File picture: Matthew Jordaan
NORTHERN CAPE  - Ontiretse Jacqui Mereyotlhe, a 33-year-old single mother,  remembers the frustration of doing homework with her 9-year-old son at the  beginning of the year.

“It was the worst. I would scream and shout and he would cry and cry. He  would tell me the words keeping moving. I was not happy because I was  impatient and became angry,” she said.

Mereyotlhe took her son to an educational psychologist to find out why he was  “too stubborn to read or spell correctly”.  The educational psychologist told her
that her son had dyslexia - a learning difficulty that affects a person’s ability to  read and spell.

“Children who have it are often smart and hardworking but they have trouble  connecting the letters they see to the sound those letters make,” said  Mereyotlhe, who started doing research about dyslexia and how best to help  her son.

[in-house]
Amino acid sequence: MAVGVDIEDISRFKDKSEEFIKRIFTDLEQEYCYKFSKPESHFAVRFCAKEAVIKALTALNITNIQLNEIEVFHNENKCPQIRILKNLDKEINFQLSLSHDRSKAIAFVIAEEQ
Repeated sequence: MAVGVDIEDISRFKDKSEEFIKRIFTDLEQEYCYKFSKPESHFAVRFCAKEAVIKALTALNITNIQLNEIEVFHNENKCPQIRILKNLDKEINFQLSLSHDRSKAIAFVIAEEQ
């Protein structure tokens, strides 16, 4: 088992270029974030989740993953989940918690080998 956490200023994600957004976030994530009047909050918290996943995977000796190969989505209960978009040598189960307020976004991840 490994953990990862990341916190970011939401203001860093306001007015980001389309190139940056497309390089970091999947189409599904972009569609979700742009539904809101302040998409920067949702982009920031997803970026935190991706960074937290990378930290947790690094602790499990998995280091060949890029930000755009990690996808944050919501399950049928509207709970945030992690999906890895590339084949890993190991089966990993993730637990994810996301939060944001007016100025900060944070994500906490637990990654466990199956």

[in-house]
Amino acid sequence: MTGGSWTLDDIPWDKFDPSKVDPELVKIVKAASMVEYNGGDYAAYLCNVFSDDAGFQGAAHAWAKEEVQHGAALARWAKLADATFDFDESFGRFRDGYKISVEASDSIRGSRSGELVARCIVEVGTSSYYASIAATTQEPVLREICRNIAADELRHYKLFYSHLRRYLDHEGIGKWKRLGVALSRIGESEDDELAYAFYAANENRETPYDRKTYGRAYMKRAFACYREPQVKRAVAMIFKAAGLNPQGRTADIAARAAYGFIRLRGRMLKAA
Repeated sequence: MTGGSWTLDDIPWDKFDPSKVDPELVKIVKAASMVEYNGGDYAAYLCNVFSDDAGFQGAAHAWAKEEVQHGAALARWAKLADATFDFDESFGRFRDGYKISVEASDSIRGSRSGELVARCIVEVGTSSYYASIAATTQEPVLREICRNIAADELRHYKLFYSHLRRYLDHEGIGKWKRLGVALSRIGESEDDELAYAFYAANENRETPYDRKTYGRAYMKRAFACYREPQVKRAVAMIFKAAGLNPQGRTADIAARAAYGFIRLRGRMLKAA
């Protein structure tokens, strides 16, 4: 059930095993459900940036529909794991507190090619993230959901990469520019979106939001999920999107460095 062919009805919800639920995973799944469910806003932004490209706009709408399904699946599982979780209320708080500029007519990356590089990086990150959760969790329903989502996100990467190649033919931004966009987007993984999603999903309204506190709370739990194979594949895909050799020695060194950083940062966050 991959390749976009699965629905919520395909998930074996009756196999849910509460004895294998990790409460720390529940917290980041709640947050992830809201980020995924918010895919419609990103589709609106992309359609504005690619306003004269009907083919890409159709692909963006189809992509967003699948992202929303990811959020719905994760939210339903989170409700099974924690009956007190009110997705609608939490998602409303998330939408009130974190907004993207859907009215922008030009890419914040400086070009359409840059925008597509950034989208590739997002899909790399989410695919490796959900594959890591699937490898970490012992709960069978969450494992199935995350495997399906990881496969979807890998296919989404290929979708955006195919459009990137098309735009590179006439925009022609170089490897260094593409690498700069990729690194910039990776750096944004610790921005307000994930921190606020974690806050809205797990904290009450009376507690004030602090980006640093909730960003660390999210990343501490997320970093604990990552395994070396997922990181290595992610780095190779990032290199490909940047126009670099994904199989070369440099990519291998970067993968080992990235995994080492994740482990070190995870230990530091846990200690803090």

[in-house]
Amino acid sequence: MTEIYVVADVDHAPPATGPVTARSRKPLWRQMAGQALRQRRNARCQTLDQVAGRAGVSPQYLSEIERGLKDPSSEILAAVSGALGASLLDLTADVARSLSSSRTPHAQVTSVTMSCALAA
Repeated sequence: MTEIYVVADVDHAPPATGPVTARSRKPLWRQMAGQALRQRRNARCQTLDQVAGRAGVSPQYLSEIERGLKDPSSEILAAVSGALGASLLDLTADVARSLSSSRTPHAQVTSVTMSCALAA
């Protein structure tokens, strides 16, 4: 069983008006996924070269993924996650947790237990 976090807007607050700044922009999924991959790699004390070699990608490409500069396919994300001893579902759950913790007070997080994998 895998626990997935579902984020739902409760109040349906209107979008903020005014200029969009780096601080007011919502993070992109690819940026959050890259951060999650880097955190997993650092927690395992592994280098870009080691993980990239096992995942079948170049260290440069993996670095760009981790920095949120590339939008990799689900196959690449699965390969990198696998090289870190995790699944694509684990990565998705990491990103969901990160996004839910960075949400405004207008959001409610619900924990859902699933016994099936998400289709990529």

She decided to enrol him in a home schooling programme.

“I almost fainted when I was told the fees were double his mainstream school  fees, but the progress he has made is worth every cent,” she said.

According to Mereyotlhe, the sooner a child is diagnosed the better.

“Many children who have dyslexia go through school without it being  diagnosed and drop out in the long run.”

Her message to parents going through this challenge is to be patient with their  children and take them to an educational psychologist for an assessment. 

- ANA-Health-e News